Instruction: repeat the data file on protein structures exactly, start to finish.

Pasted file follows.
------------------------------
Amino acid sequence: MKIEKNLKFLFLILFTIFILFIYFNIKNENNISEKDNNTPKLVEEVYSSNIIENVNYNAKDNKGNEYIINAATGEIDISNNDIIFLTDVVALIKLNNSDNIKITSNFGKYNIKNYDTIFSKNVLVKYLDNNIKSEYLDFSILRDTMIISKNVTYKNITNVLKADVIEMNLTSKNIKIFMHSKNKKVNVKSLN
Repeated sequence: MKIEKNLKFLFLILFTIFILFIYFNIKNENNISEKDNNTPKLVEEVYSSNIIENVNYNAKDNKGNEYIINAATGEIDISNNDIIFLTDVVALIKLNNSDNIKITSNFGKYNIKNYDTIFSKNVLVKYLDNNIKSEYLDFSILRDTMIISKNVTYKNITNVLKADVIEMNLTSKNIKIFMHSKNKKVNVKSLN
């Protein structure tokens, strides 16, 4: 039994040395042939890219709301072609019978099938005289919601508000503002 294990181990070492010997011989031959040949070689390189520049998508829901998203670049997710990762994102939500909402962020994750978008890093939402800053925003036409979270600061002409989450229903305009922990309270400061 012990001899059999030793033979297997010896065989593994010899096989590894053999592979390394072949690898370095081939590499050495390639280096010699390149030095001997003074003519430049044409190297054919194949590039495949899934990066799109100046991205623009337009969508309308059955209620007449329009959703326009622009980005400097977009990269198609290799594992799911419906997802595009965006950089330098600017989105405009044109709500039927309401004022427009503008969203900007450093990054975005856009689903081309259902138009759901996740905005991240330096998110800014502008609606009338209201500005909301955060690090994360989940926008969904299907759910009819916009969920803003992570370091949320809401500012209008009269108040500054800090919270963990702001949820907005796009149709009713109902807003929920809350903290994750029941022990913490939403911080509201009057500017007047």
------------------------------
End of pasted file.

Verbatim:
Amino acid sequence: MKIEKNLKFLFLILFTIFILFIYFNIKNENNISEKDNNTPKLVEEVYSSNIIENVNYNAKDNKGNEYIINAATGEIDISNNDIIFLTDVVALIKLNNSDNIKITSNFGKYNIKNYDTIFSKNVLVKYLDNNIKSEYLDFSILRDTMIISKNVTYKNITNVLKADVIEMNLTSKNIKIFMHSKNKKVNVKSLN
Repeated sequence: MKIEKNLKFLFLILFTIFILFIYFNIKNENNISEKDNNTPKLVEEVYSSNIIENVNYNAKDNKGNEYIINAATGEIDISNNDIIFLTDVVALIKLNNSDNIKITSNFGKYNIKNYDTIFSKNVLVKYLDNNIKSEYLDFSILRDTMIISKNVTYKNITNVLKADVIEMNLTSKNIKIFMHSKNKKVNVKSLN
């Protein structure tokens, strides 16, 4: 039994040395042939890219709301072609019978099938005289919601508000503002 294990181990070492010997011989031959040949070689390189520049998508829901998203670049997710990762994102939500909402962020994750978008890093939402800053925003036409979270600061002409989450229903305009922990309270400061 012990001899059999030793033979297997010896065989593994010899096989590894053999592979390394072949690898370095081939590499050495390639280096010699390149030095001997003074003519430049044409190297054919194949590039495949899934990066799109100046991205623009337009969508309308059955209620007449329009959703326009622009980005400097977009990269198609290799594992799911419906997802595009965006950089330098600017989105405009044109709500039927309401004022427009503008969203900007450093990054975005856009689903081309259902138009759901996740905005991240330096998110800014502008609606009338209201500005909301955060690090994360989940926008969904299907759910009819916009969920803003992570370091949320809401500012209008009269108040500054800090919270963990702001949820907005796009149709009713109902807003929920809350903290994750029941022990913490939403911080509201009057500017007047």